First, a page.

Strangebrew Elsinore Server

Java Server for Strangebrew Elsinore

The purpose of this project is to create a Java application that can run on small systems such as the RaspberryPi and the Beaglebone series

Since these systems run on Linux, that is a requirement to using this.

The system is based off the Dallas One Wire protocol for the temperature probes (expanding to analogue inputs too), and Straightforward GPIO outputs for SSR control

Special Thanks

There’s a few people, without whom this project wouldn’t have gotten this far.
Barry Beadman who came up with the original concept and helped me with the electronic parts of Elsinore at the beginning
Drew Avis Who allowed me to take over StrangeBrew Java.
Jangeeva who provided a lot of debugging help with various issues.
HomeBrewTalk Forums for ongoing support over the time of the project.

Setup Instructions

Beaglebone Black


Startup Instructions

Clone this repository:

git clone

Move to the checked out Directory:

cd SB_Elsinore_Server


java -jar Elsinore.jar [options ]

To startup the setup procedure, I am aware that it needs to be improved, if you have any suggestions, please raise a bug Use -help to show the full list of options.

Then check the config file if you want to, then you can copy the new one to the default name

cp rpibrew.cfg

And rerun Elsinore to get started

java -jar Elsinore.jar [options]

RaspberryPi or Beagleboard?

The BeagleBoard Black does have a big advantage over the RPi, it has onboard analogue inputs, but these are 1.8V.

The RaspberryPi works fine with the existing software, the only thing you need to do differently is naming the GPIO Pinouts.

Pump Control

Elsinore now supports pumps, you’ll need to add a new section called “pumps” and each pump must be on it’s own line in the form name=gpio

The buttons will be RED when on, and GRAY when off.

One Wire & OWFS

One Wire is fantastic (in my opinion) each sensor or device has a full 64 bit address, and you don’t have to worry about the order and you can chain them!

One Wire devices can be chained, with only one Pullup resistor before the first connection to a device. I currently have 4 Temperature probes on my circuit, and a ADC, connected using XLR jacks.

OWFS is a much better One Wire Implementation, it is highly recommended to install it, and it is REQUIRED if you use One Wire based Analog inputs (like the DS2450

Install it using your standard package manager, then you need to set a mountpoint up (I use /mnt/1wire) and set

server: w1 in the OWFS configuration File (/etc/owfs.conf by default), you can chose the ports as you want for OWFSHTTP and OWServer, the configuration tool will setup OWFS if it can.

To manually setup OWFS, use the option -owfs when starting up Elsinore

Cutoff Temperature

After the incident I decided to add a cutoff temperature, in my case I have a temperature probe on my SSRs, and when they go over a certain temperature I want to kill the server so it doesn’t get badly damaged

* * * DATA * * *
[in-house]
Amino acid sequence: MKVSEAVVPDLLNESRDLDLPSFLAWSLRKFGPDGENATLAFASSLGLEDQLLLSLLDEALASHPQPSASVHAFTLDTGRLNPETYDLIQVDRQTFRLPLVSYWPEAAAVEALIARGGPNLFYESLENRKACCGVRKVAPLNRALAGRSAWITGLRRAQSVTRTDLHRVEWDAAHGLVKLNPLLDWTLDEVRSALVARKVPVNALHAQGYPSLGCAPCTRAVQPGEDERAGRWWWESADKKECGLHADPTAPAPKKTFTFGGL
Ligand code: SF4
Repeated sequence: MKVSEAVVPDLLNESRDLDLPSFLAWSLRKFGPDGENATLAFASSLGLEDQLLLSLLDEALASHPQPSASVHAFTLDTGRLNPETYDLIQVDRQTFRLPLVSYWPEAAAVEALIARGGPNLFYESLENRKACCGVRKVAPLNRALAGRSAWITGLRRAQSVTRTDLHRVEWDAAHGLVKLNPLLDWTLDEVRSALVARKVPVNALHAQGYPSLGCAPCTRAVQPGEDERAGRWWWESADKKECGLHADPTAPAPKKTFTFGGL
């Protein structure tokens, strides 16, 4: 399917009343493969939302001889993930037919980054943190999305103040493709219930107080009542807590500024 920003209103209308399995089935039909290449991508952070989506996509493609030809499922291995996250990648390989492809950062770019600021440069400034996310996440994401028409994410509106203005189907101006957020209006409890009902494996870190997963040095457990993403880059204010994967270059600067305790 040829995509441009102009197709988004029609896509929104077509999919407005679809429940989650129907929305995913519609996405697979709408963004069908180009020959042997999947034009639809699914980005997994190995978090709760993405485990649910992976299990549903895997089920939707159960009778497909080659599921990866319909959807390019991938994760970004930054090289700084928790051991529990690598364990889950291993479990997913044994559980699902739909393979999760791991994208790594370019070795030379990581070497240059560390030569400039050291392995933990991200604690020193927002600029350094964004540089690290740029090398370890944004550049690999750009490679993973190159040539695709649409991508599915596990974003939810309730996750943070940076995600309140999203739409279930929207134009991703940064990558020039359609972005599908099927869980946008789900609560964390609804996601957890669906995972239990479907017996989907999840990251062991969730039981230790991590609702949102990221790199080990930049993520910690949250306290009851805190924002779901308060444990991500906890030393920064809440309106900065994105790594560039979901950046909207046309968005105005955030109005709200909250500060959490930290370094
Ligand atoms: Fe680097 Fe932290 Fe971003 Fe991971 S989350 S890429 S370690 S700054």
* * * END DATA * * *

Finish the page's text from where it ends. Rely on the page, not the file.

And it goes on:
Adding cutoff = <string> To any of the devices, will kill Elsinore when the temperature for that device goes above it.

The String is in the form: <number><scale>

So in the config file below, I can use 85C as a cutoff temperature and it’ll turn off when it goes above 85C

System Temperature

System can be enabled during setup by entering “system” (no quotes) at the prompt.

Also, to enable the System Temperature reading, please add

<system />

In the <general> section of the configuration file.


During setup you can add custom timers, just use:

timer <name>

At the command prompt, if you don’t enter a name it will prompt you for one.

Config File

This config file will automatically be parsed and converted to an XML file

``` [general] scale = F #cosm = COSM API KEY #cosm_feed = YOUR COSM FEED

[kettle] set_point = 168.0 duty_cycle = 100.0 cycle_time = 2.0 k_param = 41.0 i_param = 169.0 d_param = 4.0 probe = 28-0000032c449f gpio = GPIO2_1

[mlt] set_point = 0.0 duty_cycle = 0.0 cycle_time = 2.0 k_param = 44.0 i_param = 165.0 d_param = 4.0 probe = 28-0000032c506e gpio =

[pumps] pump_a = GPIO0_8 pump_foo = GPIO0_9 ```

This is a sample Setup file, you can see I have two devices setup here, the MLT is a “read only” probe that doesn’t have a GPIO associated. Whereas the Kettle is setup with default PID values, and has a GPIO pinout of GPIO2_1.

The scale can be changed between C or F to use Celsius or Fahrenheit on the system.

Control Interface

Visit ```

:8080/controller ``` to access the webUI, which works on mobiles too: ![Browser Layout]( [Album of the UI Progress]( This is an example of the PID control interface, temperature probes are displayed on the right hand side as LCD displays. On the Raspberry Pi you'll also get the system temperature (this isn't enabled on Beagleboard yet) There is also a Android Application which is not currently in development, search my repositories to check this, but it's not deprecated yet, I haven't changed the JSON output from the system so it should continue to work. Thanks For reading this, if you have any queries please contact me or file a bug.